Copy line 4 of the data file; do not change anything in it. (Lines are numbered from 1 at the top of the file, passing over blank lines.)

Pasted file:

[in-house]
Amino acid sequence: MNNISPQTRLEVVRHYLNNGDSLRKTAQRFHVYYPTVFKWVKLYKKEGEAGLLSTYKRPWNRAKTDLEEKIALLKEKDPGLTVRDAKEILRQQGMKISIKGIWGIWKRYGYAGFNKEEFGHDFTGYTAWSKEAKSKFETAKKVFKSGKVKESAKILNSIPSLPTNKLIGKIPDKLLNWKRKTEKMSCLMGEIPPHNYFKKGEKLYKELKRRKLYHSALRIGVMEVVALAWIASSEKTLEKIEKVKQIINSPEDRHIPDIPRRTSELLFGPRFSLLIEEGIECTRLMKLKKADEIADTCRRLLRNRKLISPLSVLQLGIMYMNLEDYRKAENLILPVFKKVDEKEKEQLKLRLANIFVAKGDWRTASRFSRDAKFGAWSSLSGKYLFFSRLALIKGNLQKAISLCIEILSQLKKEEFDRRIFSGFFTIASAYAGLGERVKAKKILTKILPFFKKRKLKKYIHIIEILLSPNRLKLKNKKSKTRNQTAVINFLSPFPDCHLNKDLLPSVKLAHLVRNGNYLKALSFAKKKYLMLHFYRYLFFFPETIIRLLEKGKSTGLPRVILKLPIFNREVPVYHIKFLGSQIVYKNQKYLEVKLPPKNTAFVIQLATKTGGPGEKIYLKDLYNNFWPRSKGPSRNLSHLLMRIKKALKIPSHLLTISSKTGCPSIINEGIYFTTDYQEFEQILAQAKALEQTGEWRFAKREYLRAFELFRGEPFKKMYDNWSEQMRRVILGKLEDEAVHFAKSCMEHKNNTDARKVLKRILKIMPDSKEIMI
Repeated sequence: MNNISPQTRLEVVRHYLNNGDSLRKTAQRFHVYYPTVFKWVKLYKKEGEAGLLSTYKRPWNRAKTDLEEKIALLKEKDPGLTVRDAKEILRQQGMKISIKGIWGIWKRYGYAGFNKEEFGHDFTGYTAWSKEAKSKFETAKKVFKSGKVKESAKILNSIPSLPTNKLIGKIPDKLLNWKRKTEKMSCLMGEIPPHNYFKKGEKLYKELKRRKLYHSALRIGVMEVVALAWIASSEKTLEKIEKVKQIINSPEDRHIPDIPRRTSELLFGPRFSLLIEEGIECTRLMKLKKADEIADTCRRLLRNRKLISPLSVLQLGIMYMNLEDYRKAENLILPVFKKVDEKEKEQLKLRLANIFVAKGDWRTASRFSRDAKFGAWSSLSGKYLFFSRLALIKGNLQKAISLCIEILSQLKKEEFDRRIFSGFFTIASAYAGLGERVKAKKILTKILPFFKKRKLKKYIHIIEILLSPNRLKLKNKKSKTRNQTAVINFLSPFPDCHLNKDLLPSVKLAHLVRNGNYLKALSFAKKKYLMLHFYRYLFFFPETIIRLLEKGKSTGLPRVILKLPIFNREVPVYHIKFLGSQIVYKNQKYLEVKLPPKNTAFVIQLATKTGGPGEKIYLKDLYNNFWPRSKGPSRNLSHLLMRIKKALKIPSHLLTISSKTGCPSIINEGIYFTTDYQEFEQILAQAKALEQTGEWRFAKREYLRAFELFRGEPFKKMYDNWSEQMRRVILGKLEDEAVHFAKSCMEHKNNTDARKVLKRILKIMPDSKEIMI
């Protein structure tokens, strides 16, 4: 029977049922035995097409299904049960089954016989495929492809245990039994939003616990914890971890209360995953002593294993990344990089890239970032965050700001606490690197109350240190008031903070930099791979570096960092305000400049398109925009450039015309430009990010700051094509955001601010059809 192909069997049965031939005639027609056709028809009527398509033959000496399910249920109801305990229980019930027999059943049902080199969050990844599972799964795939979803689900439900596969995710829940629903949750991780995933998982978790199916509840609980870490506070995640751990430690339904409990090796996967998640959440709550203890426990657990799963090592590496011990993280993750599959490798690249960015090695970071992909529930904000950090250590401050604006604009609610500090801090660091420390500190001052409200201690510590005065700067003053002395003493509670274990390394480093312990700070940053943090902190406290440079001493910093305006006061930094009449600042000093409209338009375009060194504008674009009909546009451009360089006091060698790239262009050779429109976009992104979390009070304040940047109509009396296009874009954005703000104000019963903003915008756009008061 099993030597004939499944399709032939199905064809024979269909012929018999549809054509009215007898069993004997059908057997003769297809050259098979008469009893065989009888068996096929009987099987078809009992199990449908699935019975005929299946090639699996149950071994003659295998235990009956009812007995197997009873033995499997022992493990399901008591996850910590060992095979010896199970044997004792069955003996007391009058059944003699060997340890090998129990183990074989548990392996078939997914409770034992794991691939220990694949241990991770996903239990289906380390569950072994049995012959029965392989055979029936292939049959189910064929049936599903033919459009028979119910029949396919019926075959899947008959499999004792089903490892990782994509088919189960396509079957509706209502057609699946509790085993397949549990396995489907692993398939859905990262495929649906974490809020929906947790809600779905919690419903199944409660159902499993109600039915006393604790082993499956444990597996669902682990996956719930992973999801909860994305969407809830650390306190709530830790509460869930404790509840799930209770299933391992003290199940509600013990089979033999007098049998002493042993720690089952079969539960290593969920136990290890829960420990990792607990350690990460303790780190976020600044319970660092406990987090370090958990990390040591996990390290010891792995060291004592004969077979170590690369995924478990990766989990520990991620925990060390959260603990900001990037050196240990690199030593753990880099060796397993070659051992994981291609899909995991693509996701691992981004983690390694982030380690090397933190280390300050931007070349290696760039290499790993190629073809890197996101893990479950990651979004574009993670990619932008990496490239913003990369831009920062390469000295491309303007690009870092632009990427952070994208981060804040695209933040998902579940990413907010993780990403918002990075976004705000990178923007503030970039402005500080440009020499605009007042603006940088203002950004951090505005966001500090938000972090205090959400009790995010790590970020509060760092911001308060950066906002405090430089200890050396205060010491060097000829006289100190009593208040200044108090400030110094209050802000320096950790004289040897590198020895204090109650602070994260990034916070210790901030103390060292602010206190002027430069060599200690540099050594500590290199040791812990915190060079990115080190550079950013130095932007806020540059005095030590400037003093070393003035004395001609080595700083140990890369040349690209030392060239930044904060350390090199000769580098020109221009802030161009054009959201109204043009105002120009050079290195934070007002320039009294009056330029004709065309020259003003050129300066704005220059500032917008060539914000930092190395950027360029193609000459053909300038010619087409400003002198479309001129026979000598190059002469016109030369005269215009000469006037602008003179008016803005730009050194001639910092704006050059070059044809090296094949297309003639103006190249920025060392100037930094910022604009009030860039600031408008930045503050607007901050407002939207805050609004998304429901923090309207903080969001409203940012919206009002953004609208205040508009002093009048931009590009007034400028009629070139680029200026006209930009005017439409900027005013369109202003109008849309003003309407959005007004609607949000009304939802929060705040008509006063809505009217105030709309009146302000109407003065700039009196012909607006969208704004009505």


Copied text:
């Protein structure tokens, strides 16, 4: 029977049922035995097409299904049960089954016989495929492809245990039994939003616990914890971890209360995953002593294993990344990089890239970032965050700001606490690197109350240190008031903070930099791979570096960092305000400049398109925009450039015309430009990010700051094509955001601010059809 192909069997049965031939005639027609056709028809009527398509033959000496399910249920109801305990229980019930027999059943049902080199969050990844599972799964795939979803689900439900596969995710829940629903949750991780995933998982978790199916509840609980870490506070995640751990430690339904409990090796996967998640959440709550203890426990657990799963090592590496011990993280993750599959490798690249960015090695970071992909529930904000950090250590401050604006604009609610500090801090660091420390500190001052409200201690510590005065700067003053002395003493509670274990390394480093312990700070940053943090902190406290440079001493910093305006006061930094009449600042000093409209338009375009060194504008674009009909546009451009360089006091060698790239262009050779429109976009992104979390009070304040940047109509009396296009874009954005703000104000019963903003915008756009008061 099993030597004939499944399709032939199905064809024979269909012929018999549809054509009215007898069993004997059908057997003769297809050259098979008469009893065989009888068996096929009987099987078809009992199990449908699935019975005929299946090639699996149950071994003659295998235990009956009812007995197997009873033995499997022992493990399901008591996850910590060992095979010896199970044997004792069955003996007391009058059944003699060997340890090998129990183990074989548990392996078939997914409770034992794991691939220990694949241990991770996903239990289906380390569950072994049995012959029965392989055979029936292939049959189910064929049936599903033919459009028979119910029949396919019926075959899947008959499999004792089903490892990782994509088919189960396509079957509706209502057609699946509790085993397949549990396995489907692993398939859905990262495929649906974490809020929906947790809600779905919690419903199944409660159902499993109600039915006393604790082993499956444990597996669902682990996956719930992973999801909860994305969407809830650390306190709530830790509460869930404790509840799930209770299933391992003290199940509600013990089979033999007098049998002493042993720690089952079969539960290593969920136990290890829960420990990792607990350690990460303790780190976020600044319970660092406990987090370090958990990390040591996990390290010891792995060291004592004969077979170590690369995924478990990766989990520990991620925990060390959260603990900001990037050196240990690199030593753990880099060796397993070659051992994981291609899909995991693509996701691992981004983690390694982030380690090397933190280390300050931007070349290696760039290499790993190629073809890197996101893990479950990651979004574009993670990619932008990496490239913003990369831009920062390469000295491309303007690009870092632009990427952070994208981060804040695209933040998902579940990413907010993780990403918002990075976004705000990178923007503030970039402005500080440009020499605009007042603006940088203002950004951090505005966001500090938000972090205090959400009790995010790590970020509060760092911001308060950066906002405090430089200890050396205060010491060097000829006289100190009593208040200044108090400030110094209050802000320096950790004289040897590198020895204090109650602070994260990034916070210790901030103390060292602010206190002027430069060599200690540099050594500590290199040791812990915190060079990115080190550079950013130095932007806020540059005095030590400037003093070393003035004395001609080595700083140990890369040349690209030392060239930044904060350390090199000769580098020109221009802030161009054009959201109204043009105002120009050079290195934070007002320039009294009056330029004709065309020259003003050129300066704005220059500032917008060539914000930092190395950027360029193609000459053909300038010619087409400003002198479309001129026979000598190059002469016109030369005269215009000469006037602008003179008016803005730009050194001639910092704006050059070059044809090296094949297309003639103006190249920025060392100037930094910022604009009030860039600031408008930045503050607007901050407002939207805050609004998304429901923090309207903080969001409203940012919206009002953004609208205040508009002093009048931009590009007034400028009629070139680029200026006209930009005017439409900027005013369109202003109008849309003003309407959005007004609607949000009304939802929060705040008509006063809505009217105030709309009146302000109407003065700039009196012909607006969208704004009505």